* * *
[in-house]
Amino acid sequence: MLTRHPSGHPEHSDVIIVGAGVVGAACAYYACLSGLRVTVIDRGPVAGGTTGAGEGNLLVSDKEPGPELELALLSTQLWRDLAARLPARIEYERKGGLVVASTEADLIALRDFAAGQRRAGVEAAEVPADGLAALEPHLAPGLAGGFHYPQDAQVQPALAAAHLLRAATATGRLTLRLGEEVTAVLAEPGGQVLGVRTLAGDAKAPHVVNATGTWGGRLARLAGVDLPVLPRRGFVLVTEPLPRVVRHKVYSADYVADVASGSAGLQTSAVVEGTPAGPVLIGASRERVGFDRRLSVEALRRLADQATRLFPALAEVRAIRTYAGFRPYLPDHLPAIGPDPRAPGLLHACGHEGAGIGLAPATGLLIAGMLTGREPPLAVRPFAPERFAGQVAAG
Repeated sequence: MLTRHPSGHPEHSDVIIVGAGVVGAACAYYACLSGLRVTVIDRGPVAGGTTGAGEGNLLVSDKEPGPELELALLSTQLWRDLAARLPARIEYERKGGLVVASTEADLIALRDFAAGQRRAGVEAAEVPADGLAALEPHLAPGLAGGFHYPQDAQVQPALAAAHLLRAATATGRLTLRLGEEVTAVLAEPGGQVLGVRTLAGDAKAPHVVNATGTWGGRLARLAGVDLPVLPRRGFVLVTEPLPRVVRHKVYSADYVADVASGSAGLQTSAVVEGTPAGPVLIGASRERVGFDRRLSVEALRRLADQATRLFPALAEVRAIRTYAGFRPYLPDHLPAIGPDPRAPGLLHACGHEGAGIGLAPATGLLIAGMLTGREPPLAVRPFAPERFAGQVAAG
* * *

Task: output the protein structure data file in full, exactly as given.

[in-house]
Amino acid sequence: MLTRHPSGHPEHSDVIIVGAGVVGAACAYYACLSGLRVTVIDRGPVAGGTTGAGEGNLLVSDKEPGPELELALLSTQLWRDLAARLPARIEYERKGGLVVASTEADLIALRDFAAGQRRAGVEAAEVPADGLAALEPHLAPGLAGGFHYPQDAQVQPALAAAHLLRAATATGRLTLRLGEEVTAVLAEPGGQVLGVRTLAGDAKAPHVVNATGTWGGRLARLAGVDLPVLPRRGFVLVTEPLPRVVRHKVYSADYVADVASGSAGLQTSAVVEGTPAGPVLIGASRERVGFDRRLSVEALRRLADQATRLFPALAEVRAIRTYAGFRPYLPDHLPAIGPDPRAPGLLHACGHEGAGIGLAPATGLLIAGMLTGREPPLAVRPFAPERFAGQVAAG
Repeated sequence: MLTRHPSGHPEHSDVIIVGAGVVGAACAYYACLSGLRVTVIDRGPVAGGTTGAGEGNLLVSDKEPGPELELALLSTQLWRDLAARLPARIEYERKGGLVVASTEADLIALRDFAAGQRRAGVEAAEVPADGLAALEPHLAPGLAGGFHYPQDAQVQPALAAAHLLRAATATGRLTLRLGEEVTAVLAEPGGQVLGVRTLAGDAKAPHVVNATGTWGGRLARLAGVDLPVLPRRGFVLVTEPLPRVVRHKVYSADYVADVASGSAGLQTSAVVEGTPAGPVLIGASRERVGFDRRLSVEALRRLADQATRLFPALAEVRAIRTYAGFRPYLPDHLPAIGPDPRAPGLLHACGHEGAGIGLAPATGLLIAGMLTGREPPLAVRPFAPERFAGQVAAG